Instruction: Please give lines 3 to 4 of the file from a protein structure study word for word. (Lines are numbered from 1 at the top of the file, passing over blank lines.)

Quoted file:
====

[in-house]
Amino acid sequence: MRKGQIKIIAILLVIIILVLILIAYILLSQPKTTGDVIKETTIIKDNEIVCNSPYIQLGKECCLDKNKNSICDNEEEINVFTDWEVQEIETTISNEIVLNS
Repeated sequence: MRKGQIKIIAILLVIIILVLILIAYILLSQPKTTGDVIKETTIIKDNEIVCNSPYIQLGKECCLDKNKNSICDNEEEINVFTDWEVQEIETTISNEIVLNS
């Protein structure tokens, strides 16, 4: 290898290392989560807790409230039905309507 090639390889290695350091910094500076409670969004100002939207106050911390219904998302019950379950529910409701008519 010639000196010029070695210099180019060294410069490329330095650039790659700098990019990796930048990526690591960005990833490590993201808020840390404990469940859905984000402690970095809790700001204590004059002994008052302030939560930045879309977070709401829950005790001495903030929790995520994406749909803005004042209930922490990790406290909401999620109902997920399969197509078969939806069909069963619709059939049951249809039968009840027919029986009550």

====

Repeated sequence: MRKGQIKIIAILLVIIILVLILIAYILLSQPKTTGDVIKETTIIKDNEIVCNSPYIQLGKECCLDKNKNSICDNEEEINVFTDWEVQEIETTISNEIVLNS
């Protein structure tokens, strides 16, 4: 290898290392989560807790409230039905309507 090639390889290695350091910094500076409670969004100002939207106050911390219904998302019950379950529910409701008519 010639000196010029070695210099180019060294410069490329330095650039790659700098990019990796930048990526690591960005990833490590993201808020840390404990469940859905984000402690970095809790700001204590004059002994008052302030939560930045879309977070709401829950005790001495903030929790995520994406749909803005004042209930922490990790406290909401999620109902997920399969197509078969939806069909069963619709059939049951249809039968009840027919029986009550």